Likewise, the physical mining of lithium is quite resource demanding. The extraction process requires an excess amount of water; approximately 500,000 gallons per metric ton of lithium. The process of lithium mining from salt brines has raised serious concerns of local water basin contamination in South America. In a region that is already one of the driest places on Earth, lithium mining in Chile consumes 65% of the region’s water. Specifically, the mining of lithium in these salt brines has led to the salinisation of freshwater needed by local communities and famers. Salinisation occurs when the water in soils evaporates in high temperatures, drawing salts from the soil to the surface. These salts are deemed toxic to native plants and ultimately make the land unusable.
As further evidence of the lethal aftermath of lithium mining, as far back as 2013, and again in 2016, dead fish have surfaced in the waters of the Liqi River, a river that runs adjacent to a lithium mine in China. Cow and yak carcasses were also found floating downstream of the mine, presumed dead from drinking contaminated water. These incidents were attributed to the drastic increase in lithium mining activity in China over the past decade, including operations run by one of the world’s preeminent suppliers of li-ion batteries.
Environmental damage and toxic pollution are not the only concerns related to the production of components for li-ion batteries. For example, in China, who dominates the production of components for li-ion batteries producing 61% of cathode materials for EVs and is the recognized leader of cell manufacturing with a 73% market share, the profits across the li-ion supply chain are unevenly distributed. Those involved in the mass-production of battery cells and EVs capture a majority of the profits, while those relegated to the mining of lithium receive a mere fraction of the earnings. As the commercial and industrial demand for EVs and new high tech devices increases, so too does the demand for li-ion batteries, and so too does the demand for extraction, particularly in countries with a poor record of prohibiting environmental and social offenses associated with the mining industry.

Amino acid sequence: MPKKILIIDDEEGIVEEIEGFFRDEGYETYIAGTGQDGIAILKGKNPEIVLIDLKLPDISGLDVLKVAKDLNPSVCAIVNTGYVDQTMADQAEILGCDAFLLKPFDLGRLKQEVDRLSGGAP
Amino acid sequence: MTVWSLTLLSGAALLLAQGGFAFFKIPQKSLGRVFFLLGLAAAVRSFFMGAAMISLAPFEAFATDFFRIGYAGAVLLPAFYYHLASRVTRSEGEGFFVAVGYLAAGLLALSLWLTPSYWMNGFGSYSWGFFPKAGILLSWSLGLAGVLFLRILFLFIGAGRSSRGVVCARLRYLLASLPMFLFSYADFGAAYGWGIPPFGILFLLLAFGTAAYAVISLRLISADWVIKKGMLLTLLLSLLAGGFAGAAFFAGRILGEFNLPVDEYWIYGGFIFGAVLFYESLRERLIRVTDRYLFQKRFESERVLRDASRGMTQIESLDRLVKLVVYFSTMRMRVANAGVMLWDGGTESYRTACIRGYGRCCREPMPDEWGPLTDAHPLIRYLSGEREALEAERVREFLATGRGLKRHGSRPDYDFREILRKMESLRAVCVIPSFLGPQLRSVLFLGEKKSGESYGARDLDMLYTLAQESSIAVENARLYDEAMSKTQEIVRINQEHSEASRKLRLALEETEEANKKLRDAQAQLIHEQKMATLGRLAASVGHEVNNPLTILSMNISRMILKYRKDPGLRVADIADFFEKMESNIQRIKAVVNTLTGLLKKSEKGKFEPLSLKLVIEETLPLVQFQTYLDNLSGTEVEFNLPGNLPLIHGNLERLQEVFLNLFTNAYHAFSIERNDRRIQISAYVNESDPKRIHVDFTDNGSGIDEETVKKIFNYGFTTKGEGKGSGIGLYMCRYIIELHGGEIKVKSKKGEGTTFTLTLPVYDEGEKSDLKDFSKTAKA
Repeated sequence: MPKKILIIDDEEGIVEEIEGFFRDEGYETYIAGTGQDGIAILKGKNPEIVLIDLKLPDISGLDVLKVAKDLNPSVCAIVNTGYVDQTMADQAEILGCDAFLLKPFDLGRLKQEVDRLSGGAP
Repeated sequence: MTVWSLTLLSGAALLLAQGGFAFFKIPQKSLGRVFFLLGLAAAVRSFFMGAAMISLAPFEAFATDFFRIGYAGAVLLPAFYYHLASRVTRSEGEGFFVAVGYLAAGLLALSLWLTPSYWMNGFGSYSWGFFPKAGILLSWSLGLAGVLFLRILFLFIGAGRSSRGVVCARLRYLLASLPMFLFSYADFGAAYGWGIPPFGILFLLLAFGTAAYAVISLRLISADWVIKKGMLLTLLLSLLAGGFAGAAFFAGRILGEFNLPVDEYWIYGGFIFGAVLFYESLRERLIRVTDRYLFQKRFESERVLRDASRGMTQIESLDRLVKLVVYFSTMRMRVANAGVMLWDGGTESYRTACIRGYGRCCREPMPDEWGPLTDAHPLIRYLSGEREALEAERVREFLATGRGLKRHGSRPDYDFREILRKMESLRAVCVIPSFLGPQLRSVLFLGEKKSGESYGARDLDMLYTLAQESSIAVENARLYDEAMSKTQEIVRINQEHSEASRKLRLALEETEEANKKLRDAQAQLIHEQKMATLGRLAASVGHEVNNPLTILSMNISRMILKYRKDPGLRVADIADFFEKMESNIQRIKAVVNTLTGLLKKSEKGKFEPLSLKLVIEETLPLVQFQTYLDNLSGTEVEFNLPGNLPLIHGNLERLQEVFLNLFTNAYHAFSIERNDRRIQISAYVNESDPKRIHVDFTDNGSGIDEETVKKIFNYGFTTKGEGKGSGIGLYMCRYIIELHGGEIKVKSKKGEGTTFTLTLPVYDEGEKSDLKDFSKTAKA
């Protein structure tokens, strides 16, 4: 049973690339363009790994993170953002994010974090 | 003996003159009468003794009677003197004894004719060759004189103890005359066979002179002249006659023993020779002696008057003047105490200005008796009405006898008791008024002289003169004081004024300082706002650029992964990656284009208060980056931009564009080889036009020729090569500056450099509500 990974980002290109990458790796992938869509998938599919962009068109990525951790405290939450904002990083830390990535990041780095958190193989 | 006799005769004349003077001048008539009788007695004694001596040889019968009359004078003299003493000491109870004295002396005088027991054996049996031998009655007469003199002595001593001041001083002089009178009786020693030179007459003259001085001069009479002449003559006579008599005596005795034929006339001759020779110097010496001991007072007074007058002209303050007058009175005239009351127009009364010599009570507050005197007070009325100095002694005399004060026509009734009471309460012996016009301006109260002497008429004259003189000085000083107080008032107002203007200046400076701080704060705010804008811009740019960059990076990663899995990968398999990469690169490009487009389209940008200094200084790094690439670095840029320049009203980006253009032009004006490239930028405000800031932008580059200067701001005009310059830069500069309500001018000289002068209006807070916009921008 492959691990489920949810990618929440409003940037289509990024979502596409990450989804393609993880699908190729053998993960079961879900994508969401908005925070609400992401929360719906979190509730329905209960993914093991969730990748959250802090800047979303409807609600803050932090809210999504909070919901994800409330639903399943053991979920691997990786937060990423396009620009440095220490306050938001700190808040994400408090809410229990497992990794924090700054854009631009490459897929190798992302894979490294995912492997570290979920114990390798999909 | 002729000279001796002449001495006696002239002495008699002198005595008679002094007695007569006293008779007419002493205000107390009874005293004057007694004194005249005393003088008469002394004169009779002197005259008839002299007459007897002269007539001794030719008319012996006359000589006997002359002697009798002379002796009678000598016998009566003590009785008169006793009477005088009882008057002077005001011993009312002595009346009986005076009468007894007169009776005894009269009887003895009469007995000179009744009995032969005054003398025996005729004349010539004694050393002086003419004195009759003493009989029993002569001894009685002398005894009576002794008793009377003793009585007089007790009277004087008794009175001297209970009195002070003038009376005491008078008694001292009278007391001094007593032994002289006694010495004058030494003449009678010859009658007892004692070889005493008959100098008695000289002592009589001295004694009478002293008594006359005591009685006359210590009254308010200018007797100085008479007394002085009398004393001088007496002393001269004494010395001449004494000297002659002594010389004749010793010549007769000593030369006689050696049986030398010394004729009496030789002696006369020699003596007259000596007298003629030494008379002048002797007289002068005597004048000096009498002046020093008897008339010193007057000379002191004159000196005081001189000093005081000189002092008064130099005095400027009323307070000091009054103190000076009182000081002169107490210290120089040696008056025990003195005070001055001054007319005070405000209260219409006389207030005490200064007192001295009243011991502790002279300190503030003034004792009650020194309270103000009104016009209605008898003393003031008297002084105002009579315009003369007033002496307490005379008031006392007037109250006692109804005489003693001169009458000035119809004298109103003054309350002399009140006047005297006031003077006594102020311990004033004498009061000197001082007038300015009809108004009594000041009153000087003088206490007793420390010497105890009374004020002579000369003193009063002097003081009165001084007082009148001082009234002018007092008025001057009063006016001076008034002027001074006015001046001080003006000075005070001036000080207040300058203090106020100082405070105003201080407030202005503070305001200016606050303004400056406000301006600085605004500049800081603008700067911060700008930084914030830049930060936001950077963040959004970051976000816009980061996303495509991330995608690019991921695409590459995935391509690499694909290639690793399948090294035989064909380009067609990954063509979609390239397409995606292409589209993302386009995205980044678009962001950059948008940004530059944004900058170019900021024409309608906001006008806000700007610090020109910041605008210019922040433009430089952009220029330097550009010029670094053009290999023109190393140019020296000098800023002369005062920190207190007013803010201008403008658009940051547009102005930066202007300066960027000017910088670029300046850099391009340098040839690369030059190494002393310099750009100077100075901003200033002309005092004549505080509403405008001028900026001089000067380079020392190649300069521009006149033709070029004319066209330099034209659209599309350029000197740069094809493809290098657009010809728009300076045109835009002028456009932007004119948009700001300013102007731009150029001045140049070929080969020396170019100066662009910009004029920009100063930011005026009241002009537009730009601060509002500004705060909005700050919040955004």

Who is at Risk?
Everyone, but it is believed that highly industrialized and urban areas represent a greater risk population. Also, at greater risk are poorer, disadvantaged countries, where informal recycling of electric waste likely occurs and where there is less policing of human rights among mining communities. Some believe that the increased lithium levels in urban areas reflect the inefficiency and perhaps inadequacy of waste-water treatment plants in removing lithium from the drinking water supply.
While lithium batteries are hazardous materials subject to the Department of Transportation’s Hazardous Materials Regulations (HMR; 49 CFR Parts 171–180), there is no current US EPA level set for lithium in drinking water. That said, lithium has made it onto US EPA’s radar. Specifically, in December 2021, U.S. EPA finalized the Fifth Unregulated Contaminant Monitoring Rule (UCMR 5) to establish nationwide monitoring for lithium in drinking water.
It’s a paradox of tales. On one hand, lithium-ion batteries provide an opportunity for us to transition away from being fossil-fuel dependent. We see tangible evidence of this monumental shift by the world’s leading car manufacturers and power suppliers to leverage resources in an effort to phase out internal combustion engines and remove carbon emissions from the global energy system in favor of EVs. On the other hand, the proliferation of electric batteries among the automotive and power sectors, not to mention the personal electronic device market, comes with a significant social and environmental price tag.
But, lithium-ion batteries will not fade away as mysteriously as New Coke and will remain a fundamental component of the world’s batteries, particularly given lithium’s global abundance. Undoubtedly, as public awareness of the environmental challenges posed by mass lithium battery production grows, so too will global legislation on the procurement and reuse of natural resources, as well as stronger incentives for the recycling industry. One thing is certain: you need not wield a crystal ball to know that the environmental fallout of lithium batteries will prompt a host of litigation from environmental claims to toxic torts.